Jugerum

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Jugerum, jugera or jugus (the last form, as a neuter noun of the third declension, is very common in the oblique cases and in the plural) was a Roman unit of measurement of area, 240 pedes (Roman feet) or 71.0 m in length and 120 pedes or 35.5 m in breadth, containing therefore 28,800 pedes quadratum (Colum. R. R. v.i § 6; Quintil. i.18). That is 0.623 acre or 0.25 ha.

It was the double of the Actus Quadratus, and from this circumstance, according to some writers, it derived its name (Varro, L. L. v.35, Müller, R. R. i.10). [Actus.] It seems probable that, as the word was evidently originally the same as jugum, a yoke, and as actus, in its original use, meant a path wide enough to drive a single beast along, that jugerum originally meant a path wide enough for a yoke of oxen, namely, the double of the actus in width; and that when actus quadratus was used for a square measure of surface, the jugerum, by a natural analogy, became the double of the actus quadratus; and that this new meaning of it superseded its old use as the double of the single actus.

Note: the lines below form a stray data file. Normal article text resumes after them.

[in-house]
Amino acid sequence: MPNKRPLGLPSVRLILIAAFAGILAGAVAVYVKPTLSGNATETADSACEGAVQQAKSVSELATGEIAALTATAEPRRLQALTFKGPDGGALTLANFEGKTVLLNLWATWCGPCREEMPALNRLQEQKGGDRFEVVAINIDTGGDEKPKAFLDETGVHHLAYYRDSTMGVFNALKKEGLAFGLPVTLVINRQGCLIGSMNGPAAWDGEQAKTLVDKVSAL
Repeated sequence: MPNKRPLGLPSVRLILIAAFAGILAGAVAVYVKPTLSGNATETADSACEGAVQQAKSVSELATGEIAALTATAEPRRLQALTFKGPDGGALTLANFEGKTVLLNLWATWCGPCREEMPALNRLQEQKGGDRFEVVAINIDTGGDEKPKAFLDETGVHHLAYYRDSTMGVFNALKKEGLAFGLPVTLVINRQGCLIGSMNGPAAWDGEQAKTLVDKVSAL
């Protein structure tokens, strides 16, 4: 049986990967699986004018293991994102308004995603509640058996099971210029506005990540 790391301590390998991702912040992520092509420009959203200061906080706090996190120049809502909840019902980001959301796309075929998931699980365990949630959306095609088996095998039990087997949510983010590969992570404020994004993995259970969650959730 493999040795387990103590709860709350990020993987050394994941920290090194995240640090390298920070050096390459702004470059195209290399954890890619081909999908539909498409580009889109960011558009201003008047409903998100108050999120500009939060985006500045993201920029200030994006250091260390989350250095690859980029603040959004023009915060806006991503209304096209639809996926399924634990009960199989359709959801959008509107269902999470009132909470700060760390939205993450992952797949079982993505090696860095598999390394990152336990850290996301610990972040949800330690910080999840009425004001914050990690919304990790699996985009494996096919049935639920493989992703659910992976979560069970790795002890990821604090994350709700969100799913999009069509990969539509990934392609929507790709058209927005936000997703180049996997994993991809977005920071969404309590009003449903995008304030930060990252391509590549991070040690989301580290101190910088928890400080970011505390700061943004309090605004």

Pliny (Book XVIII. Chapter 3) states "That portion of land used to be known as a "jugerum," which was capable of being ploughed by a single "jugum," or yoke of oxen, in one day; an "actus" being as much as the oxen could plough at a single spell, fairly estimated, without stopping. This last was one hundred and twenty feet in length; and two in length made a jugerum." (The Natural History, Pliny the Elder, translated by John Bostock, M.D., F.R.S. H.T. Riley, Esq., B.A. London. Taylor and Francis, Red Lion Court, Fleet Street. 1855).

The uncial division as was applied to the jugerum, its smallest part being the scrupulum of 100 sq ft or 9.2 m². Thus, the jugerum contained 288 scrupula (Varro, R. R. l.c.). The jugerum was the common measure of land among the Romans. Two jugera formed an heredium, a hundred heredia a centuria, and four centuriae a saltus. These divisions were derived from the original assignment of landed property, in which two jugera were given to each citizen as heritable property (Varro, l.c.; Niebuhr, Hist. of Rome, vol. ii pp156, &c., and Appendix ii.).

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